As mentioned above, the conventional catalytic dewaxing processes using intermediate pore size zeolites such as ZSM-5 operate by selectively cracking the waxy components of the feed. This results in a loss in yield since the components which are in the desired boiling range undergo a bulk conversion to lower boiling fractions which, although they may be useful in other products, must be removed from the lube stock. A notable advance in the processing of lube stocks is described in U.S. Pat. Nos. 4,419,220 and 4,518,485, in which the waxy components of the feed, comprising straight chain and slightly branched chain paraffins, are removed by isomerization over a catalyst based on zeolite beta.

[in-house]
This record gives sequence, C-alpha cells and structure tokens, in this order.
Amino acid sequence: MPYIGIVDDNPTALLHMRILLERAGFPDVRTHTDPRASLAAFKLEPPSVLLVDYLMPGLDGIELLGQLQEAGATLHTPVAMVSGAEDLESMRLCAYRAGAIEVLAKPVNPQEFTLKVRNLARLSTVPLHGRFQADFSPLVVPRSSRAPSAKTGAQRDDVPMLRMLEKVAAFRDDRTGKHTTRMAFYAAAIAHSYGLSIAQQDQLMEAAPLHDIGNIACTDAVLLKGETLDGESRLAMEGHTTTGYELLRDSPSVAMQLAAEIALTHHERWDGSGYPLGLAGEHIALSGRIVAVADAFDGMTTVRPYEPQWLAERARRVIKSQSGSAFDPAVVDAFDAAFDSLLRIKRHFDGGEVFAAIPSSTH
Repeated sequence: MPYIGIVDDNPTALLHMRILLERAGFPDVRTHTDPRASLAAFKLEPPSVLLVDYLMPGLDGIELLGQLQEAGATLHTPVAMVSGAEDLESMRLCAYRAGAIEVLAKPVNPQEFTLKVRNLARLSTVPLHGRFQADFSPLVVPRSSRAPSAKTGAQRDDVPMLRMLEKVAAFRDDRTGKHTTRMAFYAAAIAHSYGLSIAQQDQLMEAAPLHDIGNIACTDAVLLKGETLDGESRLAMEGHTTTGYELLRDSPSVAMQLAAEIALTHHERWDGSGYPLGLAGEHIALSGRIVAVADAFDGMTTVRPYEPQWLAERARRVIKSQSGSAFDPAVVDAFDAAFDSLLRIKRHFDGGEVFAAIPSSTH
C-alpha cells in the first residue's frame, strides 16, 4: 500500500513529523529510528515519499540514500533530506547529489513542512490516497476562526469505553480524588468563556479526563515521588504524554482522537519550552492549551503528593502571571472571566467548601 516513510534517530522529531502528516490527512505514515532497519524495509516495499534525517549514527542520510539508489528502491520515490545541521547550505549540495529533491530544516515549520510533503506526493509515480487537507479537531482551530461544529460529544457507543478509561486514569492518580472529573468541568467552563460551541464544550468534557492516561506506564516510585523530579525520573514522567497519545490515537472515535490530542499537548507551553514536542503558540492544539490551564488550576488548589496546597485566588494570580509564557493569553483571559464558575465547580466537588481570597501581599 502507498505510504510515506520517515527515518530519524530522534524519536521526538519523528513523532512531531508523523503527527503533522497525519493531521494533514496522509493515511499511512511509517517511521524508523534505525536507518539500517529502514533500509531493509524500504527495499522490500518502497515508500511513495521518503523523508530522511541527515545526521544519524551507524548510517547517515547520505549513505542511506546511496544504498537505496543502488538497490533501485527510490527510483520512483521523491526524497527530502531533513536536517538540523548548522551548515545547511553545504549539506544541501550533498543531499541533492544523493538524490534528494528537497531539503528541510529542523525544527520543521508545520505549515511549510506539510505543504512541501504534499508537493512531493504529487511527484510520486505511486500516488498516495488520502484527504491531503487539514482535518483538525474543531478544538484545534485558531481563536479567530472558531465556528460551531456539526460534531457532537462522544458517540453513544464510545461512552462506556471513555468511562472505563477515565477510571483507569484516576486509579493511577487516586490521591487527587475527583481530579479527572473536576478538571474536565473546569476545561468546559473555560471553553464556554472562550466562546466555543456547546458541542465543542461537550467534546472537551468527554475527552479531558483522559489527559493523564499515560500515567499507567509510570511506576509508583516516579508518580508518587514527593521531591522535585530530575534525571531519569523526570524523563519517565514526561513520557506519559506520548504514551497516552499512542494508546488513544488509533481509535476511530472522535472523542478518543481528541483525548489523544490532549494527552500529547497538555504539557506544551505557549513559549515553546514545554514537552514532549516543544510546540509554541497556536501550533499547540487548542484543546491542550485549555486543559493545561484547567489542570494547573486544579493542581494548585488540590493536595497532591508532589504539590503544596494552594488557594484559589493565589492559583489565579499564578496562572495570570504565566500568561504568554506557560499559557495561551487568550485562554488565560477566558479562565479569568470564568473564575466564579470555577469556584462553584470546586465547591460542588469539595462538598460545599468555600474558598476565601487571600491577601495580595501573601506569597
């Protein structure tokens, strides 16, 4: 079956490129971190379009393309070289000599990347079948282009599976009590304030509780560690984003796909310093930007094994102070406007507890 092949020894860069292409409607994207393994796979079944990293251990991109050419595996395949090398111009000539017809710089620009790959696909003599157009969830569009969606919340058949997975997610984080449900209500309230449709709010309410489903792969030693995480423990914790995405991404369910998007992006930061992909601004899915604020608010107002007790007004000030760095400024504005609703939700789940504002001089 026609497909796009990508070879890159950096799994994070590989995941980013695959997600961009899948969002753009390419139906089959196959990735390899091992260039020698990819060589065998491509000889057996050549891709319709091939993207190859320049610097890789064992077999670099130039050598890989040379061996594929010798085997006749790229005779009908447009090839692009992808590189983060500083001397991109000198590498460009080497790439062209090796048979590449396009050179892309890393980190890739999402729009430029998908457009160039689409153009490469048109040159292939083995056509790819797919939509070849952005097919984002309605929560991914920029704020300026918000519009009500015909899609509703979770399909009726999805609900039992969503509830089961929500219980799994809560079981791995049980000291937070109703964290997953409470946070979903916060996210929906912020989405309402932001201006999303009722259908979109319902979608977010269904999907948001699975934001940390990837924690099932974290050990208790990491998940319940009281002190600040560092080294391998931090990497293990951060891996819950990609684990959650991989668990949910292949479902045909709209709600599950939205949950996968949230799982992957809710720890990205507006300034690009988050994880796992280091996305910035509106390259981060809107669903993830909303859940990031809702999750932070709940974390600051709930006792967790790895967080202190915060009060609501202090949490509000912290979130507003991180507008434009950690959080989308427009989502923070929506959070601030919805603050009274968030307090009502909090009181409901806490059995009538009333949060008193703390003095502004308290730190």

During the isomerization, the waxy components are converted to relatively less waxy isoparaffins and at the same time, the slightly branched chain paraffins undergo isomerization to more highly branched aliphatics. A measure of cracking does take place during the operation so that not only is the pour point reduced by reason of the isomerization but, in addition, the heavy ends undergo some cracking or hydrocracking to form liquid range materials which contribute to a low viscosity product. The degree of cracking is, however, limited so as to maintain as much of the feedstock as possible in the desired boiling range. As mentioned above, this process uses a catalyst which is based on zeolite beta, together with a suitable hydrogenation-dehydrogenation component which is typically a base metal or a noble metal, usually of group VIA or VIIIA of the Periodic Table of the Elements (the periodic table used in this specification is the table approved by IUPAC), such as cobalt, molybdenum, nickel, tungsten, palladium or platinum. As described in U.S. Pat. No. 4,518,485, the isomerization dewaxing step may be preceded by a hydrotreating step in order to remove heteroatom-containing impurities, which may be separated in an interstage separation process similar to that employed in two-stage hydrotreating-hydrocracking processes.